For anyone who has ever sifted through old photo albums trying to use “some trees in the woods” or “some buildings in a city” as a reference point to figure out where a particular photo was snapped, geotagging technology is a godsend. Geotagging records the physical location where a photo was taken alongside the actual photo data, creating a record of exactly where on the planet you were standing when you took each shot. When plugged into the right tools, it’s like pinning every photo in your collection up to an enormous map.
But unless you’re the proud new owner of an all-in-one convergence device with both a GPS receiver and a camera built in (allowing it to automatically write location data to pictures) geotagging can also be an incredibly laborious process. The simplest way of doing it manually – writing down coordinates with every shot taken – is far more effort than most people want to invest in a casual day of taking snapshots.
Image Courtesy of ATP Inc.
The ATP Photo Finder makes it possible to instantly geotag all the photos taken by an ordinary digital camera without modifying the device in any way, or even changing the way you take photographs. By using a clever scheme for automatic tagging, it takes the grunt work out of encoding every photo, but without the need for a specialized camera.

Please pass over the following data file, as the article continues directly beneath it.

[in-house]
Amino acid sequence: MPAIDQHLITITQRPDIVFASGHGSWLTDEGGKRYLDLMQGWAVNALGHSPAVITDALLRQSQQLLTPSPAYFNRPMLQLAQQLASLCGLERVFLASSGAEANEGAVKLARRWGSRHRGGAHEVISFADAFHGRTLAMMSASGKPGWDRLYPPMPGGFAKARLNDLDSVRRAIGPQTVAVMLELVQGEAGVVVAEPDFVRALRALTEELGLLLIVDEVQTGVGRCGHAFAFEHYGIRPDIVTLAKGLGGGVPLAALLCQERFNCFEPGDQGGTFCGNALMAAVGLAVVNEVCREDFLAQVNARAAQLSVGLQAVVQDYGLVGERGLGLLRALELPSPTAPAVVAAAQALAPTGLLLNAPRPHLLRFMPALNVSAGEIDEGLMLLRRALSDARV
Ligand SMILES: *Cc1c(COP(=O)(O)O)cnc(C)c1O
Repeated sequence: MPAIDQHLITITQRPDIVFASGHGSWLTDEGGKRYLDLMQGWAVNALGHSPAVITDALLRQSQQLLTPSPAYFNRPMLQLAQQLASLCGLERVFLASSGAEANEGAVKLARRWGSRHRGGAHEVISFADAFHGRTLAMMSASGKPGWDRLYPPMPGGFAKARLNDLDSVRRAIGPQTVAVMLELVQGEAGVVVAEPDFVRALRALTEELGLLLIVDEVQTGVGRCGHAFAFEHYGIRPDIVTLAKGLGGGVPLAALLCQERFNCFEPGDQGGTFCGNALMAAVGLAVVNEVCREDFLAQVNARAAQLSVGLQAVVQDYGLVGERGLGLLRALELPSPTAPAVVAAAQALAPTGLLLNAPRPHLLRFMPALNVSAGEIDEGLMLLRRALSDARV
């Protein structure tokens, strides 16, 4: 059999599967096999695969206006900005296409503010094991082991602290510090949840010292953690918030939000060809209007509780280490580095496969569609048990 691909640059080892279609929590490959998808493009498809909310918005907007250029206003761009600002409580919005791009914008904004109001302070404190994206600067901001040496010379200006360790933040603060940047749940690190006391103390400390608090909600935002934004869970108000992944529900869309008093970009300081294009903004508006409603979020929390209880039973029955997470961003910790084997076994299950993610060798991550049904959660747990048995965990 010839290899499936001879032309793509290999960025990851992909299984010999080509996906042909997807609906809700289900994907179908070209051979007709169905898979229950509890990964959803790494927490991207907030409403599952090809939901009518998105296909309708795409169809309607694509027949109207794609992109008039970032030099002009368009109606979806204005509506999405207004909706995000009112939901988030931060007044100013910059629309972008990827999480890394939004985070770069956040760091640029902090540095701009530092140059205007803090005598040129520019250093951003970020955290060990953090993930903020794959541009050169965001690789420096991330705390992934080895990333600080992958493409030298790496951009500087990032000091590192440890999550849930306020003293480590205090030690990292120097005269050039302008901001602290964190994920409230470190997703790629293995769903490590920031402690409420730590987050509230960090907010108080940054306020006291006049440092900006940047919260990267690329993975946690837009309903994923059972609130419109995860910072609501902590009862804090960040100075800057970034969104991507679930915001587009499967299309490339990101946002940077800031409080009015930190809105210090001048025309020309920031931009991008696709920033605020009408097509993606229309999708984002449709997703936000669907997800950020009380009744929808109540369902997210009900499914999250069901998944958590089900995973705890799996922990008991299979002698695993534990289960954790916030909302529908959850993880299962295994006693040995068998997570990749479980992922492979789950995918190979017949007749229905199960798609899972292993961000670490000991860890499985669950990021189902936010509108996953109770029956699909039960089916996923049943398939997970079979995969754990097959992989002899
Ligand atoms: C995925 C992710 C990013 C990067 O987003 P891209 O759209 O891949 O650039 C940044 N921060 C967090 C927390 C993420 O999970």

The Photo Finder works its magic using the most basic information that every camera automatically encodes with photos: a time stamp. By continuously recording GPS information alongside a camera during while taking pictures, the Photo Finder can later tack that information onto the photos using the exact time a photo was taken to determine where it was taken by referencing its GPS logs. As long as the clocks on both devices are in sync, it’s no less accurate than a camera with built-in GPS.
Operation is as simple as flicking the unit on and letting it get its bearings before taking photos. Afterwards, slipping the camera’s flash card directly into the Photo Finder allows it to automatically add GPS tags to each photo’s metadata, without the need for a computer or any work on the user’s behalf. It accepts the common SD, MMC and Memory Stick card formats.
Although it’s one more item to bring along whenever you go taking photos, the Photo Finder’s physical presence doesn’t add up to much more than a lump in the pocket. It measures 3.2 inches in its longest dimension, and weighs just 60 grams without the two AAA batteries it needs to run, putting it roughly on par in size and heft with a cell phone.
After geotagged photos make it to a computer, they can be uploaded to sites such as Google Maps, Flickr, and Panoramio, all of which support geotagged images and offer mapping tools to navigate and sort them. You could, for instance, upload photos from your most recent hiking trip and see them plotted as dots on a map, with each photo a click away.
Since it’s essentially a GPS logger with extra features, the ATP Photo Finder commands a price a hair higher than other GPS loggers, but lower than most fully featured GPS devices with screens and options for navigation: $90. For anyone who wants to add geotag photos without investing a whole new camera that does it automatically, the ATP Photo Finder creates an easy way to upgrade. More information can be found at ATP’s web site.